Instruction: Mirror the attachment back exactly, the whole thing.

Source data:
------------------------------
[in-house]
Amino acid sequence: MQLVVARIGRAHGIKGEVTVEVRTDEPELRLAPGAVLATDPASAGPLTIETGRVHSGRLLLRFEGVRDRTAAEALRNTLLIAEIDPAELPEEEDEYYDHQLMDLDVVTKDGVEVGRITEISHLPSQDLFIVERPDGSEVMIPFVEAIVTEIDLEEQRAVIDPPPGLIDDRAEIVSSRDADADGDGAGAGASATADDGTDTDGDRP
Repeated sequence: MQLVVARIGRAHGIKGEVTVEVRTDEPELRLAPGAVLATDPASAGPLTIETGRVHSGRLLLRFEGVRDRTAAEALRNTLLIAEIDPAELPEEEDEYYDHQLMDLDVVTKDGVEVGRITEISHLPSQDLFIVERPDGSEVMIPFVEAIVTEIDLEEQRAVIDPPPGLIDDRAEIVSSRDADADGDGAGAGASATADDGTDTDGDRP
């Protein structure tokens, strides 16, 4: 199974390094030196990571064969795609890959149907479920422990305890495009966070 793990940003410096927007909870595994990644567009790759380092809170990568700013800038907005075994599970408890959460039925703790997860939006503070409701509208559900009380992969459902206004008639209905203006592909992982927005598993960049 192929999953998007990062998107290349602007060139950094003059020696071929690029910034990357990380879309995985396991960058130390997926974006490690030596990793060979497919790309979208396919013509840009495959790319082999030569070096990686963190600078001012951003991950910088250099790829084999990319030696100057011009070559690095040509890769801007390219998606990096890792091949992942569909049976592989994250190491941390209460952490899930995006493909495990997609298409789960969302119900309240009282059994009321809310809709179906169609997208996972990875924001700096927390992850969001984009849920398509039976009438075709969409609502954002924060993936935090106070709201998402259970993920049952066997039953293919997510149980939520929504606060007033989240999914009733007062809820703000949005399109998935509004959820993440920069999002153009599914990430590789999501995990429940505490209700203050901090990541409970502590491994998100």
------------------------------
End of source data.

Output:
[in-house]
Amino acid sequence: MQLVVARIGRAHGIKGEVTVEVRTDEPELRLAPGAVLATDPASAGPLTIETGRVHSGRLLLRFEGVRDRTAAEALRNTLLIAEIDPAELPEEEDEYYDHQLMDLDVVTKDGVEVGRITEISHLPSQDLFIVERPDGSEVMIPFVEAIVTEIDLEEQRAVIDPPPGLIDDRAEIVSSRDADADGDGAGAGASATADDGTDTDGDRP
Repeated sequence: MQLVVARIGRAHGIKGEVTVEVRTDEPELRLAPGAVLATDPASAGPLTIETGRVHSGRLLLRFEGVRDRTAAEALRNTLLIAEIDPAELPEEEDEYYDHQLMDLDVVTKDGVEVGRITEISHLPSQDLFIVERPDGSEVMIPFVEAIVTEIDLEEQRAVIDPPPGLIDDRAEIVSSRDADADGDGAGAGASATADDGTDTDGDRP
């Protein structure tokens, strides 16, 4: 199974390094030196990571064969795609890959149907479920422990305890495009966070 793990940003410096927007909870595994990644567009790759380092809170990568700013800038907005075994599970408890959460039925703790997860939006503070409701509208559900009380992969459902206004008639209905203006592909992982927005598993960049 192929999953998007990062998107290349602007060139950094003059020696071929690029910034990357990380879309995985396991960058130390997926974006490690030596990793060979497919790309979208396919013509840009495959790319082999030569070096990686963190600078001012951003991950910088250099790829084999990319030696100057011009070559690095040509890769801007390219998606990096890792091949992942569909049976592989994250190491941390209460952490899930995006493909495990997609298409789960969302119900309240009282059994009321809310809709179906169609997208996972990875924001700096927390992850969001984009849920398509039976009438075709969409609502954002924060993936935090106070709201998402259970993920049952066997039953293919997510149980939520929504606060007033989240999914009733007062809820703000949005399109998935509004959820993440920069999002153009599914990430590789999501995990429940505490209700203050901090990541409970502590491994998100």